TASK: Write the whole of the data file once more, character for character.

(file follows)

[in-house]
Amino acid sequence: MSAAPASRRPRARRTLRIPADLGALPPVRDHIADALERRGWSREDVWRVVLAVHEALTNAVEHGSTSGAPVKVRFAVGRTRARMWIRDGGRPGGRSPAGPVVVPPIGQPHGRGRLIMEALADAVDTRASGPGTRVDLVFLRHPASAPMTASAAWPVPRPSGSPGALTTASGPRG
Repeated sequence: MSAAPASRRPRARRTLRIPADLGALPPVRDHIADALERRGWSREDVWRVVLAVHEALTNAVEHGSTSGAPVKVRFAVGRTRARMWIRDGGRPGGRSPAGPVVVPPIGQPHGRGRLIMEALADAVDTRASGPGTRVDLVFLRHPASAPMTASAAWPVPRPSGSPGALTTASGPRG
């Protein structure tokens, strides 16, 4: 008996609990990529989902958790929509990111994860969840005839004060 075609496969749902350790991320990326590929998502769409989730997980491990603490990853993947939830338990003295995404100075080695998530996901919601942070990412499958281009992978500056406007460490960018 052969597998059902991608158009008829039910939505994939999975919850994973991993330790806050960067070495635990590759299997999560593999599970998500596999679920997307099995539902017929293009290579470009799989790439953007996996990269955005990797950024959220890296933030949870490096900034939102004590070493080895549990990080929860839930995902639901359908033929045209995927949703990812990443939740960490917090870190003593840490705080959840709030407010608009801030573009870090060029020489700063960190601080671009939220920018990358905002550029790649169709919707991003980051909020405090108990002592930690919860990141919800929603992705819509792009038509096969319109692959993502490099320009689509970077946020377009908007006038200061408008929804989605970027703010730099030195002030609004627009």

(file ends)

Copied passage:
[in-house]
Amino acid sequence: MSAAPASRRPRARRTLRIPADLGALPPVRDHIADALERRGWSREDVWRVVLAVHEALTNAVEHGSTSGAPVKVRFAVGRTRARMWIRDGGRPGGRSPAGPVVVPPIGQPHGRGRLIMEALADAVDTRASGPGTRVDLVFLRHPASAPMTASAAWPVPRPSGSPGALTTASGPRG
Repeated sequence: MSAAPASRRPRARRTLRIPADLGALPPVRDHIADALERRGWSREDVWRVVLAVHEALTNAVEHGSTSGAPVKVRFAVGRTRARMWIRDGGRPGGRSPAGPVVVPPIGQPHGRGRLIMEALADAVDTRASGPGTRVDLVFLRHPASAPMTASAAWPVPRPSGSPGALTTASGPRG
């Protein structure tokens, strides 16, 4: 008996609990990529989902958790929509990111994860969840005839004060 075609496969749902350790991320990326590929998502769409989730997980491990603490990853993947939830338990003295995404100075080695998530996901919601942070990412499958281009992978500056406007460490960018 052969597998059902991608158009008829039910939505994939999975919850994973991993330790806050960067070495635990590759299997999560593999599970998500596999679920997307099995539902017929293009290579470009799989790439953007996996990269955005990797950024959220890296933030949870490096900034939102004590070493080895549990990080929860839930995902639901359908033929045209995927949703990812990443939740960490917090870190003593840490705080959840709030407010608009801030573009870090060029020489700063960190601080671009939220920018990358905002550029790649169709919707991003980051909020405090108990002592930690919860990141919800929603992705819509792009038509096969319109692959993502490099320009689509970077946020377009908007006038200061408008929804989605970027703010730099030195002030609004627009």